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Joe Biden speaking in Hagerstown, Maryland, Oct. 6. Photo: Brendan Smualowski/AFP via Getty Images

Joe Biden said Tuesday when asked about facing President Trump in the second presidential debate on Oct. 15, "I think if he still has COVID, we shouldn’t have a debate."

Why it matters: Trump was diagnosed with the coronavirus last week. Though he was discharged from Walter Reed Medical Center on Monday evening and his physician said he's not experiencing symptoms, a person can be contagious up to 10 days after the symptoms resolve, according to the Centers for Disease Control and Prevention.

What they're saying: "I think if he still has COVID, we shouldn’t have a debate," Biden said. "I think we are gonna have to follow very strict guidelines.

  • "Too many people have been infected. It's a very serious problem, so I will be guided by the guidelines of the Cleveland Clinic and what the docs say is the right thing to do."

The other side: "President Trump will be healthy and will be there," said Tim Murtaugh, director of the president's campaign. "There's no getting out of this one for Biden and his protectors in the media can’t cover for him."

The big picture: President Trump was not experiencing coronavirus symptoms and is doing "extremely well," according to a memo released by White House physician Sean Conley on Tuesday.

  • However, Conley said in a briefing on Monday that while the president's condition is improving, he "may not be entirely out of the woods yet" and the next few days will be critical to the course of his recovery.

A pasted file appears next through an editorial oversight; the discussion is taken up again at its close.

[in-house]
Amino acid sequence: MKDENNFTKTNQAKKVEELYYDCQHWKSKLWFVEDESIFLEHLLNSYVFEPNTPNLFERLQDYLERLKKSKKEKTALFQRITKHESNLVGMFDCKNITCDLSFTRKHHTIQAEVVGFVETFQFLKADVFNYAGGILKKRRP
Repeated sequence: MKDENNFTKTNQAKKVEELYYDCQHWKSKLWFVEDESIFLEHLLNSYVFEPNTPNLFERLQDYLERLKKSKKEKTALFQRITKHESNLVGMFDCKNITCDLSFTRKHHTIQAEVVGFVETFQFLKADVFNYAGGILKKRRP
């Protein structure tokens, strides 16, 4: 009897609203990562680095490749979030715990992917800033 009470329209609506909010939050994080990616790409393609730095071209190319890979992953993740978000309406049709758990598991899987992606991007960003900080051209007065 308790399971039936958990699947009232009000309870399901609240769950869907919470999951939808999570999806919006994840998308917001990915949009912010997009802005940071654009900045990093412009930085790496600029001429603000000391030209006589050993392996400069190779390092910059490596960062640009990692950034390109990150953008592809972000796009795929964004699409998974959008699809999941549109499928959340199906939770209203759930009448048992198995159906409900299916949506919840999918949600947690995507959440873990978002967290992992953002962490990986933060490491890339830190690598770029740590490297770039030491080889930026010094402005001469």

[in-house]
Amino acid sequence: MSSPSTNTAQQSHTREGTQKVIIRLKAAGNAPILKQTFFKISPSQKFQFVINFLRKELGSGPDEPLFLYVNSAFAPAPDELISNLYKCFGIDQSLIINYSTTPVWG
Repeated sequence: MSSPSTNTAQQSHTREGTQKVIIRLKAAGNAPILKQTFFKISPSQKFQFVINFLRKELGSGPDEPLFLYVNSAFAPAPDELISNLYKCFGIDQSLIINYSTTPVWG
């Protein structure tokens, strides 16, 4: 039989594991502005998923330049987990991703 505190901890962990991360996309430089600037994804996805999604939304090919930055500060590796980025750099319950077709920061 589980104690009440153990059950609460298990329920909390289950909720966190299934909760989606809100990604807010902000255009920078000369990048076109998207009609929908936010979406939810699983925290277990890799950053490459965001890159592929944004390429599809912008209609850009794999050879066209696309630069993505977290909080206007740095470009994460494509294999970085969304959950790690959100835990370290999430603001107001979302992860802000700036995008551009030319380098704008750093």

Go deeper

Jan 10, 2021 - Health

Capitol physician warns lawmakers may have been exposed to COVID while hiding from mob

Pro-Trump rioters inside the Capitol Rotunda on Jan. 6. Photo: Saul Loeb/AFP via Getty Images

The U.S. Capitol's attending physician reportedly warned lawmakers on Sunday that they may have been exposed to someone with a coronavirus infection as they hid from a pro-Trump mob breaching the building on Wednesday.

Why it matters: Many members of Congress are in age groups that put them at a higher risk of dying or suffering serious illness associated with COVID-19.

Updated Jan 12, 2021 - Health

Third lawmaker tests positive for COVID-19 after Capitol Hill siege

Schneider. Photo: Samuel Corum/Getty Images

Three Democratic lawmakers have announced they've tested positive for COVID-19 after sheltering with maskless colleagues during last week's siege at the U.S. Capitol.

Driving the news: Rep. Brad Schneider (D-Ill.) said wrote in a statement Tuesday that he has tested positive for the virus after the attack last week, during which he had to shelter in a crowded space with other lawmakers.

In photos: Protests outside fortified capitols draw only small groups

Armed members of the far-right extremist group the Boogaloo Bois near the Michigan Capitol Building in Lansing on Jan. 17. About 20 protesters showed up, AP notes. Photo: Seth Herald/AFP via Getty Images

Small groups of protesters gathered outside fortified statehouses across the U.S. over the weekend ahead of President-elect Joe Biden's inauguration Wednesday.

The big picture: Some protests attracted armed members of far-right extremist groups but there were no reports of clashes, as had been feared. The National Guard and law enforcement outnumbered demonstrators, as security was heightened around the U.S. to avoid a repeat of the Jan. 6 U.S. Capitol riots, per AP.